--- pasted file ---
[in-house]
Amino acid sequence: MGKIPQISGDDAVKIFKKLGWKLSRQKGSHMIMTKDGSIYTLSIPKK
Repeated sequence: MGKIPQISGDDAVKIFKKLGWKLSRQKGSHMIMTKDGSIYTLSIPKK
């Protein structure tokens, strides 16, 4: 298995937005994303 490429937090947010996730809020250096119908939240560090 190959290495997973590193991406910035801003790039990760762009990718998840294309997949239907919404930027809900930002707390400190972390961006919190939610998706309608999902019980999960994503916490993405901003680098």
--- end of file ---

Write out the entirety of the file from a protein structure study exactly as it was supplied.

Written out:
[in-house]
Amino acid sequence: MGKIPQISGDDAVKIFKKLGWKLSRQKGSHMIMTKDGSIYTLSIPKK
Repeated sequence: MGKIPQISGDDAVKIFKKLGWKLSRQKGSHMIMTKDGSIYTLSIPKK
């Protein structure tokens, strides 16, 4: 298995937005994303 490429937090947010996730809020250096119908939240560090 190959290495997973590193991406910035801003790039990760762009990718998840294309997949239907919404930027809900930002707390400190972390961006919190939610998706309608999902019980999960994503916490993405901003680098």